It also with regards to the term sin “that a renewal of language is so necessary! The word sin is incomprehensible today: the reality that it refers to needs to be spoken of in other words. Throughout the Bible, sin is a non-relation, the breaking of one’s relationship with God. Adam and Eve who hide themselves in the garden of Eden, no longer need God. Their refusal of otherness condemns them to a retreat. They withdraw into themselves. "
In Aimer sans dévorer , she says that the goal is a "collaboration that has something of the breath." "In symbolic language, the Book of Genesis, in fact, tells how Eve, for example, tries to fill her loneliness, her emptiness, "by consuming" her husband. With the forbidden fruit, Eve actually devours the otherness of the other, which is attached to it. Adam also devours otherness. Later he will say to God, "I heard your voice in the garden, and I was afraid because I was naked, and I hid myself" (Genesis 1, 10), as if his wife did not exist anymore. There is no longer respect for the other, human or divine, in its otherness. "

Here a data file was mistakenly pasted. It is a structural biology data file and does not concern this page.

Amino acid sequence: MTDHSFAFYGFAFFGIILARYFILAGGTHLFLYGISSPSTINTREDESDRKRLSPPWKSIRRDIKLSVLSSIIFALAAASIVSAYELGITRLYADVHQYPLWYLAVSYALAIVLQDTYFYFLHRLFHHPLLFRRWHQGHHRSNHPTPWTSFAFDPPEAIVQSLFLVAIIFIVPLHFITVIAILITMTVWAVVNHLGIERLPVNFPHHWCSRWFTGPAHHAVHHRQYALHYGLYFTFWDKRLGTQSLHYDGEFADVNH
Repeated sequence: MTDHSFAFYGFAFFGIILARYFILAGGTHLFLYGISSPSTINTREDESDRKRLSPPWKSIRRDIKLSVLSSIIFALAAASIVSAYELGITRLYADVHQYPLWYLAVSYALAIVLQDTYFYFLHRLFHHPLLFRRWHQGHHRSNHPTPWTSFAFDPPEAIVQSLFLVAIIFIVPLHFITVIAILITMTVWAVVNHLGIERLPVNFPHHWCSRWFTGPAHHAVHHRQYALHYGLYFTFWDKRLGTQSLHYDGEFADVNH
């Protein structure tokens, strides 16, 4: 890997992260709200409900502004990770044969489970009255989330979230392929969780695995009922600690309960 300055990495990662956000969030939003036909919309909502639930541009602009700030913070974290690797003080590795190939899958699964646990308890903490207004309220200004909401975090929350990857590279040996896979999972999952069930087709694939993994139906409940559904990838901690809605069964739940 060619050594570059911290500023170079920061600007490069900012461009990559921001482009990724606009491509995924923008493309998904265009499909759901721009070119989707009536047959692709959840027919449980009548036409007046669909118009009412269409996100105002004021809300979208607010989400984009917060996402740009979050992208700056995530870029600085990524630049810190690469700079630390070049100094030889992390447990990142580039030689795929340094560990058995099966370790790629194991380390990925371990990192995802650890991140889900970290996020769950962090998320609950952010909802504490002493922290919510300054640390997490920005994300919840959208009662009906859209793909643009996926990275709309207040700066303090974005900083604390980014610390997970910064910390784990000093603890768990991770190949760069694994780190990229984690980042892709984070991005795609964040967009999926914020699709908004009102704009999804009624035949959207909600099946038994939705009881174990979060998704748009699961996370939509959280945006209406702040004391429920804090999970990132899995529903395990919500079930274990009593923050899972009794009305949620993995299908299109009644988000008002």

Is this searching for a rapport joined to spiritual accompaniment? "Spiritual accompaniment only makes sense in an unconditional benevolence that helps the person to approach the mystery of a God who is fully alive, who dwells within her heart and wants to share her life. It implies receiving from Another her part of the fire, the "breath of love" given at Pentecost. With the rediscovery and the practice of the divine benevolence that runs through us, I think we can rediscover all the freshness of Christianity. "